MORGANTOWN --  Tammie Alexander, who practices law in Morgantown, has been named one of WV Living's 50 Wonder Women of 2016.

“Superheroes don’t have to be superhuman,” WV Living said when it released its Fall 2016 issue that named the 50 Wonder Women of 2016. “Meet 50 women who, through hard work and determination have made our state a better place to live.”

According to Alexander's bio on the Steptoe-Johnson law firm's website, she assists clients with banking, real estate, commercial transactions, title insurance and construction law matters-- particularly those related to green construction. 

“Tammie’s experience as vice president and general counsel of a nationally recognized bank, and president of one of its subsidiaries, brings a banking industry perspective to her practice, which gives her a greater understanding of the business impact of her legal expertise and allows her to appreciate the inner workings of her clients' businesses,” her firm bio said. “An entrepreneur at heart, Tammie understands that the key to successfully representing her clients is to truly become part of their team.” 

Alexander started out as a paralegal, then joined a practice that specialized in real estate, said the WV Living October article on Alexander. 

“That led to a job at Steptoe & Johnson’s office in Morgantown, where Alexander became interested in practicing law,” the article said. “She attended West Virginia University’s College of Law part-time while continuing to work and raising a teenage daughter. She stayed on in real estate law after passing the bar, starting off by helping new home buyers with their paperwork. She now works primarily in commercial real estate.”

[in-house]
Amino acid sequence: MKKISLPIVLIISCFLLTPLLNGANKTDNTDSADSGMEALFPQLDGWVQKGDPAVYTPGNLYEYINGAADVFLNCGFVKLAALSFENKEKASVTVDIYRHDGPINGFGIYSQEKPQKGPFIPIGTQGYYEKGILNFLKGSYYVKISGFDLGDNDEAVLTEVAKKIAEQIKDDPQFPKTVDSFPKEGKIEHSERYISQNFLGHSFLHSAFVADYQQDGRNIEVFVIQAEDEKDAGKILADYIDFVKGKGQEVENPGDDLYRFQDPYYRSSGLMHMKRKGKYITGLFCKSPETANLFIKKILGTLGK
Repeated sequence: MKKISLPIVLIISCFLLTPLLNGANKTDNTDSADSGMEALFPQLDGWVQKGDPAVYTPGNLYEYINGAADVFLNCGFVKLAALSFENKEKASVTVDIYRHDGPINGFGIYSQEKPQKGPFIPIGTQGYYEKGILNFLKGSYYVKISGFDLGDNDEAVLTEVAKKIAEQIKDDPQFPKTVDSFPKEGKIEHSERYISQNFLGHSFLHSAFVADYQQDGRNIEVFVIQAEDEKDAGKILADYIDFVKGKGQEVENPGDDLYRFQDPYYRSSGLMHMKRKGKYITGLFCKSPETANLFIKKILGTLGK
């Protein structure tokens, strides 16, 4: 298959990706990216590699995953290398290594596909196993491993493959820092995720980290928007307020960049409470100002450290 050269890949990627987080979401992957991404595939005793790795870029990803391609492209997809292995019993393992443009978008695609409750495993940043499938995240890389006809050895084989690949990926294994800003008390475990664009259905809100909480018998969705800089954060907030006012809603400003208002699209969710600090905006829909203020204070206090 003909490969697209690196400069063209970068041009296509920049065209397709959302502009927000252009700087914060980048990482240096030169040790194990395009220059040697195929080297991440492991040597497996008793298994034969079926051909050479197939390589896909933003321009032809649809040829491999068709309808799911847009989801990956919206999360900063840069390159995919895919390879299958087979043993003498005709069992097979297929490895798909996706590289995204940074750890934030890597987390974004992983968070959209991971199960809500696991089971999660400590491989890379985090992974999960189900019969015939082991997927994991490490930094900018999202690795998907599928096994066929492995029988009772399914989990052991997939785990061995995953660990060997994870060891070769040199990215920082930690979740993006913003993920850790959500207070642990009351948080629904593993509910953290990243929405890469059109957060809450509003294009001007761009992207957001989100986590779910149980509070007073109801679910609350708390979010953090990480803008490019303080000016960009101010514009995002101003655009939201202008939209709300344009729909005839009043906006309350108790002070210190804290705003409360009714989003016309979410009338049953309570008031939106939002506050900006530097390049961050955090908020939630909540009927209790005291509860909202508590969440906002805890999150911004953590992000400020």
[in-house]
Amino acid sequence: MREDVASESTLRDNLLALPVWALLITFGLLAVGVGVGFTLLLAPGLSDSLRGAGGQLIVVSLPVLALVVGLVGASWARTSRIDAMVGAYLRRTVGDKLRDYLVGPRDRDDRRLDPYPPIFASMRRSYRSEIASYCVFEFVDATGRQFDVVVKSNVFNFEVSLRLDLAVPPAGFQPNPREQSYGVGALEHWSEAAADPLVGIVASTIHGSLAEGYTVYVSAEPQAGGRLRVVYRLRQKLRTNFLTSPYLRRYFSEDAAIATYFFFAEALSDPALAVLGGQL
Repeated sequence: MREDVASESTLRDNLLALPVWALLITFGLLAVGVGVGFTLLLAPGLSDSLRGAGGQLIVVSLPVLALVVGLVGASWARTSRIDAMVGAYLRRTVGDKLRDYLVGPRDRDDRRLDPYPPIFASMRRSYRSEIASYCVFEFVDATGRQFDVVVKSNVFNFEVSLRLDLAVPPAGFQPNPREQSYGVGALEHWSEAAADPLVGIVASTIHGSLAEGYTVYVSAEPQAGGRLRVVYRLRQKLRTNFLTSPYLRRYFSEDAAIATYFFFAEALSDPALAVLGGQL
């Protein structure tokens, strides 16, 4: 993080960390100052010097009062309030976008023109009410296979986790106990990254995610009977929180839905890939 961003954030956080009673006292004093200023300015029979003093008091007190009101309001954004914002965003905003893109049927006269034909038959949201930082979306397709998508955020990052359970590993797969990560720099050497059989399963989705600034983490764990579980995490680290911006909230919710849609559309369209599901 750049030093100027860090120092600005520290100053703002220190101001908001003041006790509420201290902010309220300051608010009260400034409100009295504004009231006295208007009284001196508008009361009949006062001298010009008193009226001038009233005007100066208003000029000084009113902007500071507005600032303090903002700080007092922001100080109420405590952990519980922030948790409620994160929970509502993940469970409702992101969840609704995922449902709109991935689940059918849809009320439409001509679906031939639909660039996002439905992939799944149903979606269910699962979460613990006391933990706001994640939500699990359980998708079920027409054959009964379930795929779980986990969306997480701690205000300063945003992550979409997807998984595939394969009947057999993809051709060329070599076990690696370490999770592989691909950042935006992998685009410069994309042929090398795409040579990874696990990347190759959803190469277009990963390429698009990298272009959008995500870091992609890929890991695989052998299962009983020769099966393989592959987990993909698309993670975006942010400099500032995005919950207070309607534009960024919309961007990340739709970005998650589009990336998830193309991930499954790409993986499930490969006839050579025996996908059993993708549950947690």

Alexander has also received the Pro Bono Service Award from the West Virginia University College of Law and was included among Generation Next 40 Under 40 by The State Journal, West Virginia’s premier business publication, according to an Aug. 22, 2013, article in Law 360. 

She has also been considered a “rainmaker,” which is any person who brings clients, money or respect to an organization based solely on his or her associations.

“One successful tool for me was to find ways to become engaged in both my community and my firm,” she said in her August 2013 interview with Law 360. “Through community service work and volunteerism, I created a diverse network of friends and acquaintances. As these relationships continued to grow, I was able to generate work and make referrals to my partners and colleagues. Of course, I have had to deliver a quality work product. But I find people call me for all sorts of things … everything from legal needs to restaurant suggestions. I am a resource, which means I’m top of mind when they need help.” 

She further explained that it takes time to build trust and Alexander has put in the time and the work to build that trust with clients, colleagues and the community.

“I think most people who know me trust that I won’t steer them in the wrong direction,” she said in her Law360 interview. “People see me in the community and know that I’m invested in the success of my neighbor. I’m not one of those people who stand in the background and wait for things to happen, and that has really served me well in my professional life.”

Alexander also serves on local and state Habitat for Humanity boards and does pro bono work for the organization.

“I always say, I practice happy law,” she said in her WV Living interview.

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